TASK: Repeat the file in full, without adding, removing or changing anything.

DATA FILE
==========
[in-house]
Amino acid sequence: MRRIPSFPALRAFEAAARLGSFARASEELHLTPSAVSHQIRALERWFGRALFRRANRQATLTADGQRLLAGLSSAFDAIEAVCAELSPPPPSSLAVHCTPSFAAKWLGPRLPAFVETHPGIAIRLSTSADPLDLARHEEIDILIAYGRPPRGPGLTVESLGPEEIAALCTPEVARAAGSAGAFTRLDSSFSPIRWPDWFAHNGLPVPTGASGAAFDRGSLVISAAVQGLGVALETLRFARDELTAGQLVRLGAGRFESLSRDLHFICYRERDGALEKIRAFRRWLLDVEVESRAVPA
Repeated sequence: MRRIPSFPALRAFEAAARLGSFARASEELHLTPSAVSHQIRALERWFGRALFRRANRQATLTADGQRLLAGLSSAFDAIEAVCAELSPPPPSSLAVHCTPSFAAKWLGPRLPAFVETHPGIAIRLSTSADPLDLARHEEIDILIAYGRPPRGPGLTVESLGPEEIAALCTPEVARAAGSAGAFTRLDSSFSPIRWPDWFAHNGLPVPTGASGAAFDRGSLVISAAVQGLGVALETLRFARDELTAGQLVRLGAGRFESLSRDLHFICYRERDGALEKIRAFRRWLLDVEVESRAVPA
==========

[in-house]
Amino acid sequence: MRRIPSFPALRAFEAAARLGSFARASEELHLTPSAVSHQIRALERWFGRALFRRANRQATLTADGQRLLAGLSSAFDAIEAVCAELSPPPPSSLAVHCTPSFAAKWLGPRLPAFVETHPGIAIRLSTSADPLDLARHEEIDILIAYGRPPRGPGLTVESLGPEEIAALCTPEVARAAGSAGAFTRLDSSFSPIRWPDWFAHNGLPVPTGASGAAFDRGSLVISAAVQGLGVALETLRFARDELTAGQLVRLGAGRFESLSRDLHFICYRERDGALEKIRAFRRWLLDVEVESRAVPA
Repeated sequence: MRRIPSFPALRAFEAAARLGSFARASEELHLTPSAVSHQIRALERWFGRALFRRANRQATLTADGQRLLAGLSSAFDAIEAVCAELSPPPPSSLAVHCTPSFAAKWLGPRLPAFVETHPGIAIRLSTSADPLDLARHEEIDILIAYGRPPRGPGLTVESLGPEEIAALCTPEVARAAGSAGAFTRLDSSFSPIRWPDWFAHNGLPVPTGASGAAFDRGSLVISAAVQGLGVALETLRFARDELTAGQLVRLGAGRFESLSRDLHFICYRERDGALEKIRAFRRWLLDVEVESRAVPA